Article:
I am your boy, he said to the photograph at the end of the hallway. Woodboards creaking, he leaned his head on the wall beneath the picture. Put his hand on the glass of the frame. Whispered words, the etching of a remembered prayer, the fragment of a stray poem. I am your boy, repeated the picture, a deep reckoning of a father long gone and sent away.
At the other end of the hallway, light coming in as though it had known a night before. As though it had grown large with the morning, and bright with a hope strained from starlight.
Deckard Maynes Barlow found his way to the boy’s room. He was still asleep.
“Time,” he said, as he opened the curtains. “Come now.”
“Morning already?” whispered the boy.
“Come over here. Let me dress you with my own hands.” Deckard took the suit from the cupboard and dusted it clear. Little puffs like busted angels wafted to the window and interrupted the flow of the morning’s light. The suit was too small for the boy. The pants came up past his ankles. The jacket scarcely reached his wrists.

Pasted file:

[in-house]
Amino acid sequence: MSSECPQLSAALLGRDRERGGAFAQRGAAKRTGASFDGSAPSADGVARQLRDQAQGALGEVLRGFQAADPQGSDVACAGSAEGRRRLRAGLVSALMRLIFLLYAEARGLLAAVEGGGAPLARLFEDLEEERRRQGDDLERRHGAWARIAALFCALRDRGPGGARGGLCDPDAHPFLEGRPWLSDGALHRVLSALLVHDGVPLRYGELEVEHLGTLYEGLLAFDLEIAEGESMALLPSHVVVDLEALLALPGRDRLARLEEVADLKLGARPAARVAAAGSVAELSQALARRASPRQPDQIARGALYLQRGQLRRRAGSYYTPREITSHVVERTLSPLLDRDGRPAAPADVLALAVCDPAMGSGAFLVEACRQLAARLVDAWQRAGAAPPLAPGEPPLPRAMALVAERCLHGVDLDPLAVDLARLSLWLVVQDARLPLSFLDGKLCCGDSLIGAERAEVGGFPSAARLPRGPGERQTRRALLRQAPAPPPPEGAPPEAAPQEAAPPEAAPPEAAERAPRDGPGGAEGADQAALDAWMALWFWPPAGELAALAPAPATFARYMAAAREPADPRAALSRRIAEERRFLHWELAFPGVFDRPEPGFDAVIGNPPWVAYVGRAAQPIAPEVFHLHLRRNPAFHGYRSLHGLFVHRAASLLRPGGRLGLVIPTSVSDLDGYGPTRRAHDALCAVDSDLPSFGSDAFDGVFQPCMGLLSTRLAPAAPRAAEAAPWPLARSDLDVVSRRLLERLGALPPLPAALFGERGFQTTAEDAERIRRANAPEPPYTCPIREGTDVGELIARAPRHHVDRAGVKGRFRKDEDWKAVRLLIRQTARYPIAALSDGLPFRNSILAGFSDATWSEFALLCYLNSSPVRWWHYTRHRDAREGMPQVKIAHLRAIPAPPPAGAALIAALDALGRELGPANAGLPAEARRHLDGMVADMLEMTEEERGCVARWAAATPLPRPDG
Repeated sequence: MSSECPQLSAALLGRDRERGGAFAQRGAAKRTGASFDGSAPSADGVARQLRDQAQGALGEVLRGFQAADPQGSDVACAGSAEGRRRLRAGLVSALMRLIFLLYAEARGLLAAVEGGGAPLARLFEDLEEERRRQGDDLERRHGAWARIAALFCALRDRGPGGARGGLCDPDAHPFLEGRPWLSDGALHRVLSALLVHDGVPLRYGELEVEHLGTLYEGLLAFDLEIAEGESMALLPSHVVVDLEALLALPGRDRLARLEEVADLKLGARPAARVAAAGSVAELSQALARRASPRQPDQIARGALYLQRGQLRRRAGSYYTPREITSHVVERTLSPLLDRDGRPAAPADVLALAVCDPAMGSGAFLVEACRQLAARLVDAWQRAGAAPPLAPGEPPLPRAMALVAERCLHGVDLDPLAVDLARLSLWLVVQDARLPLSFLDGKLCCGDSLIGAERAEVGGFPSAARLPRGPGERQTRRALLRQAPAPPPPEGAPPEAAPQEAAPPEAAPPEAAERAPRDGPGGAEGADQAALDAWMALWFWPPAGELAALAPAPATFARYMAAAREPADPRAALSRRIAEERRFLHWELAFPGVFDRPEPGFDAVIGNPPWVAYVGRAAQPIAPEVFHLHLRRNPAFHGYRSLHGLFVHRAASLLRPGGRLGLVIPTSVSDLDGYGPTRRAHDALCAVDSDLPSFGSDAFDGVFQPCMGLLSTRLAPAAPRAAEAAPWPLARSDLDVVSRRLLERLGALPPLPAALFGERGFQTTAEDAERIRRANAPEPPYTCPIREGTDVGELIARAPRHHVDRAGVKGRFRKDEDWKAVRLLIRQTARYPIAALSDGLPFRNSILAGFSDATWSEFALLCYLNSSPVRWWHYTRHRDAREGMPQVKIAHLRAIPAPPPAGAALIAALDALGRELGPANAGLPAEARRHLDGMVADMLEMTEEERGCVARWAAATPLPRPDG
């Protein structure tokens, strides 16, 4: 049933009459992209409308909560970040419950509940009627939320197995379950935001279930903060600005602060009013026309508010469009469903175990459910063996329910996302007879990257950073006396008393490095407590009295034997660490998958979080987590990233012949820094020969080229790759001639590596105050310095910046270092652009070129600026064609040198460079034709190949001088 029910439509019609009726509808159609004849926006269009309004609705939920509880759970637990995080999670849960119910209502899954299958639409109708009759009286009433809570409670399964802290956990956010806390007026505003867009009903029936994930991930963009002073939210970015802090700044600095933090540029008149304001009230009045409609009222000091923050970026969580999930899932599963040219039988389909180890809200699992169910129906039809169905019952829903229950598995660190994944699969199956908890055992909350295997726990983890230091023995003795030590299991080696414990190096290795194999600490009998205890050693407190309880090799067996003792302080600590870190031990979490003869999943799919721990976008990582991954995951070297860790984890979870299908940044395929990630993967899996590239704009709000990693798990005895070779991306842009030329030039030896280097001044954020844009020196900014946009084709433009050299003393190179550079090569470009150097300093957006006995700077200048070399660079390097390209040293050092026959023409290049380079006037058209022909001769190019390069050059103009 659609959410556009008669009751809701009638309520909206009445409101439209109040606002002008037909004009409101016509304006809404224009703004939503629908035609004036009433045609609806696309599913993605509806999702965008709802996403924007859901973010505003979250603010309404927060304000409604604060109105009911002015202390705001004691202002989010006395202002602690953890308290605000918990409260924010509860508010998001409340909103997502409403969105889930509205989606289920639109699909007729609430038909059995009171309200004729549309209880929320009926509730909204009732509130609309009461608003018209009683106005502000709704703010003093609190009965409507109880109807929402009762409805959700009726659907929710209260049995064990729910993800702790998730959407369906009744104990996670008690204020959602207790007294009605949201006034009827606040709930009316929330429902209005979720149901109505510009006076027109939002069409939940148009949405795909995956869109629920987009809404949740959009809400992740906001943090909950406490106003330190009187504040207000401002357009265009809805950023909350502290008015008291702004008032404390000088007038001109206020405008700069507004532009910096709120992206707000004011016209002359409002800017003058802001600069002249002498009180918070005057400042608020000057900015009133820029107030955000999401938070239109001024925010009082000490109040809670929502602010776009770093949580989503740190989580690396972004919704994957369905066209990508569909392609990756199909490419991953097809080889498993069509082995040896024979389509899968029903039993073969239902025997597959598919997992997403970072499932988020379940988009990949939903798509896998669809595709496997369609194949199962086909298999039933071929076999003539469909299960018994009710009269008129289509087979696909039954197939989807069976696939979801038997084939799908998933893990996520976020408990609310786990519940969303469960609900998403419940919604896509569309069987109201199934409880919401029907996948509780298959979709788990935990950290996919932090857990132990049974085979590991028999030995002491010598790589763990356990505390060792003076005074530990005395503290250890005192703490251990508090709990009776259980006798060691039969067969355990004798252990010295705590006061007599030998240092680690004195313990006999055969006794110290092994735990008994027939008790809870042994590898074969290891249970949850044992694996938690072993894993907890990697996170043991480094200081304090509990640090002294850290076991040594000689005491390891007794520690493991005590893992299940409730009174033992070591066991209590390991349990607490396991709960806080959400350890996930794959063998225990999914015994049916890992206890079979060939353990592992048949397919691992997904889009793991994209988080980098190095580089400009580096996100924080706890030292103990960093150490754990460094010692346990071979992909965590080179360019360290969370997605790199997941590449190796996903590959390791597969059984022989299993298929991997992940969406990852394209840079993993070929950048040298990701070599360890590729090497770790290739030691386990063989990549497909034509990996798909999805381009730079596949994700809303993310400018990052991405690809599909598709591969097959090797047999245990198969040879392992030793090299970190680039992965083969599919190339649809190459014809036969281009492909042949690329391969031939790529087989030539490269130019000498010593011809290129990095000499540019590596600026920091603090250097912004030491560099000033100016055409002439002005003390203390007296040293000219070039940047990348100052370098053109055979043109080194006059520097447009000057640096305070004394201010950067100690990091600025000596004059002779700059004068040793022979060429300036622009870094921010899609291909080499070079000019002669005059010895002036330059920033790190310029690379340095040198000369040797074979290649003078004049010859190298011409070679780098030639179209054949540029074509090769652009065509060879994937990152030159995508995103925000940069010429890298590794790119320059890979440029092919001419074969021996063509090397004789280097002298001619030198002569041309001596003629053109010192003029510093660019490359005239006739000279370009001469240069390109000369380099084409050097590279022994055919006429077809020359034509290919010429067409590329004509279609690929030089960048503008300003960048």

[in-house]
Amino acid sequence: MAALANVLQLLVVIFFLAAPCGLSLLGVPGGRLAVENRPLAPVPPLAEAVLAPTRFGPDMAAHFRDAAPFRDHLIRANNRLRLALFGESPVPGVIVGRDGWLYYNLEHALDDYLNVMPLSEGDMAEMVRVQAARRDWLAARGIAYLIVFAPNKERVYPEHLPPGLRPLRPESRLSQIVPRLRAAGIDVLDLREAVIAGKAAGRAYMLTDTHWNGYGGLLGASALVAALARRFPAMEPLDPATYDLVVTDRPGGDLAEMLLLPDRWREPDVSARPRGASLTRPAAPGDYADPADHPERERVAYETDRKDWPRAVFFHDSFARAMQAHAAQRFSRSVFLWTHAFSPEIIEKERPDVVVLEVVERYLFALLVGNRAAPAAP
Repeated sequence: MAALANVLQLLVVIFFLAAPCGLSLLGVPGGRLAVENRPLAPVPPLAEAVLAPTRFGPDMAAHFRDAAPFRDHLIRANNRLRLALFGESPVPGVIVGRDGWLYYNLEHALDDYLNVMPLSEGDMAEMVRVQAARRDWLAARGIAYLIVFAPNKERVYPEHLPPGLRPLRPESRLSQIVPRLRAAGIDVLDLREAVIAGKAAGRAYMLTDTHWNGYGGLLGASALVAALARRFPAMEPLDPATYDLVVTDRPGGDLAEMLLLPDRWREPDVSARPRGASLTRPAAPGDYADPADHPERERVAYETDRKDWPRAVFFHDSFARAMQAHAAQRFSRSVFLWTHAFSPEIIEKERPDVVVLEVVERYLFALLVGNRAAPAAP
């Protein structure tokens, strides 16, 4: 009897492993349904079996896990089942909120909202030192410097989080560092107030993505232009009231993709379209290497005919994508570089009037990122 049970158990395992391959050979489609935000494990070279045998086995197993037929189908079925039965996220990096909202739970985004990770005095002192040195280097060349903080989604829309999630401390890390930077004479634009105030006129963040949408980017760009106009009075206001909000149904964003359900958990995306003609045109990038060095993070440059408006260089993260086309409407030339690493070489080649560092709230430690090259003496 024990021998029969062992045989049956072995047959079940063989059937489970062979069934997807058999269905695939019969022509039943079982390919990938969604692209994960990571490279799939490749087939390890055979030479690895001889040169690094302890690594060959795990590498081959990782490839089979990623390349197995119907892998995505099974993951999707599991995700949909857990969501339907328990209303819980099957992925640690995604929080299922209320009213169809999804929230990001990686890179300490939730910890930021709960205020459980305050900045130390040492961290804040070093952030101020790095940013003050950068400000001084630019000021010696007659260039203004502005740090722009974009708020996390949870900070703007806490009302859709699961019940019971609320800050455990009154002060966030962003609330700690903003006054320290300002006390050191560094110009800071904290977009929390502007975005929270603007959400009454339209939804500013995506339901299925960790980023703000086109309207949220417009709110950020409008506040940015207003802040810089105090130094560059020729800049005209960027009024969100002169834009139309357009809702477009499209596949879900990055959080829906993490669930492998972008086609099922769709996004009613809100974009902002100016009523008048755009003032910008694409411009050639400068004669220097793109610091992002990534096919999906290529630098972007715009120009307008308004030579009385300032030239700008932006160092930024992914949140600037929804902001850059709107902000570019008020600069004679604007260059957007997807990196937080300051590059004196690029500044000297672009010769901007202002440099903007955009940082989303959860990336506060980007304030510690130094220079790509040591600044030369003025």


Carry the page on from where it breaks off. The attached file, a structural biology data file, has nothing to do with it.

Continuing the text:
“But the tie, that’ll work,” said Deckard, as he manipulated the black and grey thing through knots. He’d forgotten how to do it. Kept trying and failing, as though the morning were meant for him to stand here forever.
“You never showed me how to do that,” said the boy.
“Never saw the need. Don’t see it now either.”
“Someone’s going to teach me, though? Some day?”
Deckard’s head split; his body tightened beyond the constraints it had been born with until he was knotted up too, and scarcely believing that he was going to slip loose, ever. His hands fiddled with the tie, touching the skin of this ten-year-old boy whose life he had witnessed in its entirety, every moment.
“Someone will,” he said finally, after he was done and the tie hung on his boy, the boy who stood surrounded by sunlight in a suit that would not fit, his feet bare, his eyes searching out the face of a father who had to look away. Everywhere but at him, thought Deckard, taking in the ruins of the room, the gaps in the wood panels, the critters sneaking in through the cracks in the window frame.